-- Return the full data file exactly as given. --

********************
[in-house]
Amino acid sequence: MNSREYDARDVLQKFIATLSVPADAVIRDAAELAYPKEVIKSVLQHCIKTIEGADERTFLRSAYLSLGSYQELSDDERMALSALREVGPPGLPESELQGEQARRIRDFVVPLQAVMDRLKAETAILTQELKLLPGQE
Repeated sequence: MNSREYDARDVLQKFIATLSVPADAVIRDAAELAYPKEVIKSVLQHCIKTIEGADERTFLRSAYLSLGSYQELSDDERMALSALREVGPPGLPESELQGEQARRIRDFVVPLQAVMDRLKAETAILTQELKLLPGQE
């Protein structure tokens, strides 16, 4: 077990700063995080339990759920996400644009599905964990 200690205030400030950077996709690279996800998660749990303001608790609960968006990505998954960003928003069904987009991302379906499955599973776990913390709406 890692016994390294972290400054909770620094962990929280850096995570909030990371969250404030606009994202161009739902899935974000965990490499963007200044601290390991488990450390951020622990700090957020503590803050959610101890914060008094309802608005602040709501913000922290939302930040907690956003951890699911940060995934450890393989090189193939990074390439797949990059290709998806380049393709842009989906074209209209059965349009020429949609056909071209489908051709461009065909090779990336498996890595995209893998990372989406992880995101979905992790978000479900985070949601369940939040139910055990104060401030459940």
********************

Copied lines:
[in-house]
Amino acid sequence: MNSREYDARDVLQKFIATLSVPADAVIRDAAELAYPKEVIKSVLQHCIKTIEGADERTFLRSAYLSLGSYQELSDDERMALSALREVGPPGLPESELQGEQARRIRDFVVPLQAVMDRLKAETAILTQELKLLPGQE
Repeated sequence: MNSREYDARDVLQKFIATLSVPADAVIRDAAELAYPKEVIKSVLQHCIKTIEGADERTFLRSAYLSLGSYQELSDDERMALSALREVGPPGLPESELQGEQARRIRDFVVPLQAVMDRLKAETAILTQELKLLPGQE
């Protein structure tokens, strides 16, 4: 077990700063995080339990759920996400644009599905964990 200690205030400030950077996709690279996800998660749990303001608790609960968006990505998954960003928003069904987009991302379906499955599973776990913390709406 890692016994390294972290400054909770620094962990929280850096995570909030990371969250404030606009994202161009739902899935974000965990490499963007200044601290390991488990450390951020622990700090957020503590803050959610101890914060008094309802608005602040709501913000922290939302930040907690956003951890699911940060995934450890393989090189193939990074390439797949990059290709998806380049393709842009989906074209209209059965349009020429949609056909071209489908051709461009065909090779990336498996890595995209893998990372989406992880995101979905992790978000479900985070949601369940939040139910055990104060401030459940």